The Tabeguache leaders told Cummings “the Great Father at Washington” [the President of the United States] sent “soldiers with all the means of a terrible war” to intimidate them into agreeing to a treaty. Despite this action, the Utes said “they would have reconciled themselves to the terms of the treaty” if the government had at least lived up to the agreement as the government had revised it.

Photo courtesy Colorado State Archives.
Quoted text from Annual Report of the Commissioner of Indian Affairs 1866

“We Won’t Go,” said the Utes

Honoring the 150th Anniversary of Colorado Territory (officially formed February 28, 1861), this series of posts offers a brief glimpse into Indian affairs during the terms of the seven territorial governors.

When Alexander Cummings became Governor of Colorado Territory, he quickly discovered the Ute Indians were not happy.
          “When I arrived in the Territory in October 1865…my predecessor had but just returned from his interview with the Tabeguache, to whom he had given annuities of goods and stock. He was under the impression that the Indians…had resolved to go across the mountains toward or into their reservation.”
          To his surprise, Cummings found “that the Tabeguaches never had much idea of going to their reservation, or, if they had, they very soon abandoned it.”
          Cummings reported that he met with the Uintah and Yampa (Green River) bands of Utes. His purpose was to convince them to give up their current land and to join the Tabeguaches on a reservation agreed to in the 1863-64 treaty.
          “I took with me to this meeting…a quantity of provisions and cattle, and part of the goods which had been stored in Denver for a year or two past,” Cumming reported. “I met with Indians under very favorable circumstances; found them in a very good humor…but I soon learned that they were utterly averse to parting with the lands in question, and also unwilling to even entertain the proposition of permitting roads to be made through their grounds.”
           Drawing a map in the dirt, Cummings showed the Unitah and Yampa leaders certain areas of land they claimed to be theirs which the Tabeguache had sold to the government in the recent treaty. “This exasperated them very much…They said the Tabeguaches had never sold these lands, but if they had done it they had no right whatsoever to do so. They said the country that they were now occupying was their own hunting ground…and that no power should disturb their possession of it.”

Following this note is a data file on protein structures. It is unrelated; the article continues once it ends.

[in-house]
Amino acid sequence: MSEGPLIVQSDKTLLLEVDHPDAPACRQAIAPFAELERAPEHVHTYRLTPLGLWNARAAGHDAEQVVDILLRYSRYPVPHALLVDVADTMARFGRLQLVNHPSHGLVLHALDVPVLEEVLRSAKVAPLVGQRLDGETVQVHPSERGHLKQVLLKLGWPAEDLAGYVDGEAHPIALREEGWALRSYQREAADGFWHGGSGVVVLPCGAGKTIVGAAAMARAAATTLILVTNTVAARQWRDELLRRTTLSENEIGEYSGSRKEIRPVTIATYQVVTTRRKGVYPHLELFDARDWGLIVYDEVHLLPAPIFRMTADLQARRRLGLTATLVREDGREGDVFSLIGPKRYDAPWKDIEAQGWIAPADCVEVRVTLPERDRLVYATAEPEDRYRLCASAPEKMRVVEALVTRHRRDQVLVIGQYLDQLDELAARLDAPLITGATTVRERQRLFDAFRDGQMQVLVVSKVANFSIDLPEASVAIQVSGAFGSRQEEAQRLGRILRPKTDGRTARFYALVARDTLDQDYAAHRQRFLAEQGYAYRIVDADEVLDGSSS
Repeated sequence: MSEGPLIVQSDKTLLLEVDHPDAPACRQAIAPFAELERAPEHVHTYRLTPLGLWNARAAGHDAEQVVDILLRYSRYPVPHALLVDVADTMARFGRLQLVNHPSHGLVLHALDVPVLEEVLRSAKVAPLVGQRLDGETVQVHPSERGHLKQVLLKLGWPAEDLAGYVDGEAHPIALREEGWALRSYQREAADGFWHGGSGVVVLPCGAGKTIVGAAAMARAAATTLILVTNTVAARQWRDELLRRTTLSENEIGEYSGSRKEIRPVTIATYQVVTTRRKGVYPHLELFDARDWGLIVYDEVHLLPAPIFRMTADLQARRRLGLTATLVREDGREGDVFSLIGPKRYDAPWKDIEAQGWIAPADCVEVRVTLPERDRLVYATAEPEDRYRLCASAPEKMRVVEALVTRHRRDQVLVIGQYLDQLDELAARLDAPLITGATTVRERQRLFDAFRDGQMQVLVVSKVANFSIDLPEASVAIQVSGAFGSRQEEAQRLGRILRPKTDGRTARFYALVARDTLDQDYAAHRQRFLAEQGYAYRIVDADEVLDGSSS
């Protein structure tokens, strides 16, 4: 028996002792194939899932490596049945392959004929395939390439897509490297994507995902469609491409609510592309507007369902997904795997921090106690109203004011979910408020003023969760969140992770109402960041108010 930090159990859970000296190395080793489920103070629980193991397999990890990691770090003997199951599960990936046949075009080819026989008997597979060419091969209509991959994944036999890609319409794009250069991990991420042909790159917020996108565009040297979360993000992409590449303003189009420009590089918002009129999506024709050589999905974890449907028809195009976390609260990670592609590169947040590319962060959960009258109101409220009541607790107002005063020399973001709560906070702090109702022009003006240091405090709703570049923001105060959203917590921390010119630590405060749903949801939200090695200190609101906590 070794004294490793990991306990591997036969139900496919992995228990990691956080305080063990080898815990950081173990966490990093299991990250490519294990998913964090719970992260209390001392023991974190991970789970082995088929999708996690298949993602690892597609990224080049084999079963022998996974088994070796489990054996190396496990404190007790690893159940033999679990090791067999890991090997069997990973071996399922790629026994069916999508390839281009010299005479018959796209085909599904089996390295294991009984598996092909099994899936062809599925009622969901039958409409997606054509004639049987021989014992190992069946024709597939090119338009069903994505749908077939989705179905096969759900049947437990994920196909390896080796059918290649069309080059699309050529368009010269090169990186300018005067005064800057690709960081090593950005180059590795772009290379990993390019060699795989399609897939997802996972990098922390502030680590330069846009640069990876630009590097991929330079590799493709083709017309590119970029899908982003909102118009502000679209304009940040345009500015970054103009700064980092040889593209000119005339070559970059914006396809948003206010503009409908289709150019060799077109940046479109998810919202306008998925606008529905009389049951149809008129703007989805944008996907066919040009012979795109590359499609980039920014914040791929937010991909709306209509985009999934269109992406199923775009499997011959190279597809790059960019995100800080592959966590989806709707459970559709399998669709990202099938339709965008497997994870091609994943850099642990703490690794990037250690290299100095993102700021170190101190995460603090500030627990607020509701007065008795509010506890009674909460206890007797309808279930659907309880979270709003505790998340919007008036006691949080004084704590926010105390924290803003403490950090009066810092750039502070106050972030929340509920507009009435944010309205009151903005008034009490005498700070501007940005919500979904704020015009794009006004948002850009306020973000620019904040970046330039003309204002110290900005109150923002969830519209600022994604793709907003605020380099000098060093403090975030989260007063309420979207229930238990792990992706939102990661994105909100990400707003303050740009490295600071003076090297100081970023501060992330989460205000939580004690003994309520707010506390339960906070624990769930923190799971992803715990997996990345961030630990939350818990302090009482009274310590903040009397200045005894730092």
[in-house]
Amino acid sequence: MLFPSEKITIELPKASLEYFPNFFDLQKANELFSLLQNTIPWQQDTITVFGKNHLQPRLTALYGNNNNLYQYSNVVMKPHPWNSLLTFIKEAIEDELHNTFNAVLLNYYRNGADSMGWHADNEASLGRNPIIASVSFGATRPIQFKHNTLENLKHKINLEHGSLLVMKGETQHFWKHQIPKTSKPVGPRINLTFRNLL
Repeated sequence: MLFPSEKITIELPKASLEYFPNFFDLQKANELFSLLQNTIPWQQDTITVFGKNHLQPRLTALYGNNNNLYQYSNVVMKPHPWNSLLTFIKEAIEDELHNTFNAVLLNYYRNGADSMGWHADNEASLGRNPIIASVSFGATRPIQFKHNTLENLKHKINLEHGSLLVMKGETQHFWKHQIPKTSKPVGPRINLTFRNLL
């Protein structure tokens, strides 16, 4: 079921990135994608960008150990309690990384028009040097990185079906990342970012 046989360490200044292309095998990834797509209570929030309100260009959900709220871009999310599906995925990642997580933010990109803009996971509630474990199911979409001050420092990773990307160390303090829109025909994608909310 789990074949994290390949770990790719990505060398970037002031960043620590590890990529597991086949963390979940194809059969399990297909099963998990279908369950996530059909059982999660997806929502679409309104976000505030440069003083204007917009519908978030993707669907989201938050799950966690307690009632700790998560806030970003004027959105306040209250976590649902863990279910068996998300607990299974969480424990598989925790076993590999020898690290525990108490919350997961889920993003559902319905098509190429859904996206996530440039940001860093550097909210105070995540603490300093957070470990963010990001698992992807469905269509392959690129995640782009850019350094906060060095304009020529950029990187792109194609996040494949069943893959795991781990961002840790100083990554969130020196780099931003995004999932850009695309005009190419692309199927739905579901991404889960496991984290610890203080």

Cummings attempted to convince the Uintah and Yampa to “abandon their claim and go over to the White River to a reservation in the immediate vicinity of the Tabeguache reserve.” The Uintah and Wampa (sic) leaders refused. Cummings pushed this idea so hard that he began to fear for his own safety.
          “They are quite intelligent,” Cummings said of these Utes, “and point with great earnestness to the condition of all the places where the whites have obtained a foothold. And they say with great force that if roads and settlements are allowed to be made in their present hunting grounds, which is all that is left to them, the game will vanish and they will soon be left to starvation.”
          “These bands, the Uintahs and the Wampas (sic), are a quiet, peaceably-disposed people: say they want to live on friendly terms with the whites…”
          Cummings did make a treaty with the Uintahs and Yampas in August 1866 but it was never ratified by Congress.

Photo courtesy Colorado State Archives
Text from Annual Report of the Commissioner of Indian Affairs 1866